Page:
Vera Caslavska And The Amazing Story Of Her 1968 Olympics

Grace Higgins | March 20th, 2020

Mexico City in 1968 was brimming, hosting the Olympic games with champions being made every step of the way. And there were many life-changing decisions during this time by athletes taking a stand in the world of politics. Many made their disdain for their government’s decisions known well on the podium. What was the most iconic moment? Well, many would say it was Tommie Smith’s black power salute – but today we are going to talk about something else.

bbci.co.uk

The protest was from Czech gymnast Vera Caslavska, which was in regard to the Soviet-led invasion of her country just two weeks earlier. Her protest was more subtle but still noticed, she turned away from the Soviet Union flag which she advised was representing her invaders.

And though the action was very subtle, even understated, not really noticed. The ramifications were immense, as we learned later from another gymnast Mary Prestidge. As part of an exchange program, Prestidge had spent time training with Caslavska to train for the Mexico Games. Caslavska was already a superstar having won multiple gold medals in the Tokyo Olympics of 1964.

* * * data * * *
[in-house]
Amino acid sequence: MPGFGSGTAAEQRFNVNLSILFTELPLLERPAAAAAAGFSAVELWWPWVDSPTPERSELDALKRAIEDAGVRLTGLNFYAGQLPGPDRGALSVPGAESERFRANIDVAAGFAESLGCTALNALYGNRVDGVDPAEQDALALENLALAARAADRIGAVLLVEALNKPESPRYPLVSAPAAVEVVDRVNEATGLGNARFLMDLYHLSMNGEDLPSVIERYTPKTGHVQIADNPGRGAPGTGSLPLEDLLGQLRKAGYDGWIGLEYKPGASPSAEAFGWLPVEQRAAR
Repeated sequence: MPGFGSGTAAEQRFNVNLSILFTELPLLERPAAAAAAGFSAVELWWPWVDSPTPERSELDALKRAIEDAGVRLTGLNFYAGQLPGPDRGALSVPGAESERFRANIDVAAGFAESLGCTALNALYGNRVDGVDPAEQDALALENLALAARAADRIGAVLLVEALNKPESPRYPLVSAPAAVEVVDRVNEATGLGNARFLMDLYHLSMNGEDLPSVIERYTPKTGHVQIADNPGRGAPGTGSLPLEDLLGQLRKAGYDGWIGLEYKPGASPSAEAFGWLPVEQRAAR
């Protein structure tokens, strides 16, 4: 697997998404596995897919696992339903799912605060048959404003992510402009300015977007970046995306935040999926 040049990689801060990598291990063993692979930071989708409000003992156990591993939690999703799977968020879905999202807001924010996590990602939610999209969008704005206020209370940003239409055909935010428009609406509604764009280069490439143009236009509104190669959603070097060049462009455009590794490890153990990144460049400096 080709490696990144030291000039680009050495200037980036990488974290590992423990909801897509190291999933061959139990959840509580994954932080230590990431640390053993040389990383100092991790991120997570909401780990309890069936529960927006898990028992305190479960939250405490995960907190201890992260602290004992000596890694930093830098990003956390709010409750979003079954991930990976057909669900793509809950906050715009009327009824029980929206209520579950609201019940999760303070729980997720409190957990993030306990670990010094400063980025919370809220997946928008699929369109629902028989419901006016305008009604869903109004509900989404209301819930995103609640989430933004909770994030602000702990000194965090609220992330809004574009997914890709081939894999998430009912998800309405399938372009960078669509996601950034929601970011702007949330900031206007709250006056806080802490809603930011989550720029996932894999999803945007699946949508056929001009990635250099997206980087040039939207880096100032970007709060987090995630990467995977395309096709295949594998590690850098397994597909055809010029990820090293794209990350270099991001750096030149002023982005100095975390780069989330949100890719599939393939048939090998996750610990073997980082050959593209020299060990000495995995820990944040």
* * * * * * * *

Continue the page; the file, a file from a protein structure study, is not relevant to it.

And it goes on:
But in August 1968 she was forced into hiding due to the Soviet Union led invasion of Czechoslovakia. With the Olympic Games just two months away she should have been training hard in a gymnasium. Instead, she found herself shoveling coal to toughen up her hands and training on a makeshift balance beam. She had to stay in hiding as she was a known figure that spoke out against the Soviet Union.

It didn’t take her long though to show up in the limelight, while most athletes from the Soviet Union found themselves being booed. Caslavska was able to captivate the home audience with a routine that featured Mexican hat dance music.

Of course, this did not sit well with the USSR as they could not have Caslavska standing at the top of the podium better than their athletes. So they paid off the judges, and scores were revised. In the end, Caslavska did win gold medals but she shared first place with Larisa Petrik from the USSR. This meant the USSR flag would be raised also at the same level as the Czech flag.

Unfortunately, the tragedies did not end there for Caslavska who would be forced into retirement when she returned home and put under house arrest. She did not see society again until 20 years later when the Soviet Union collapsed and she was able to start coaching gymnastics.

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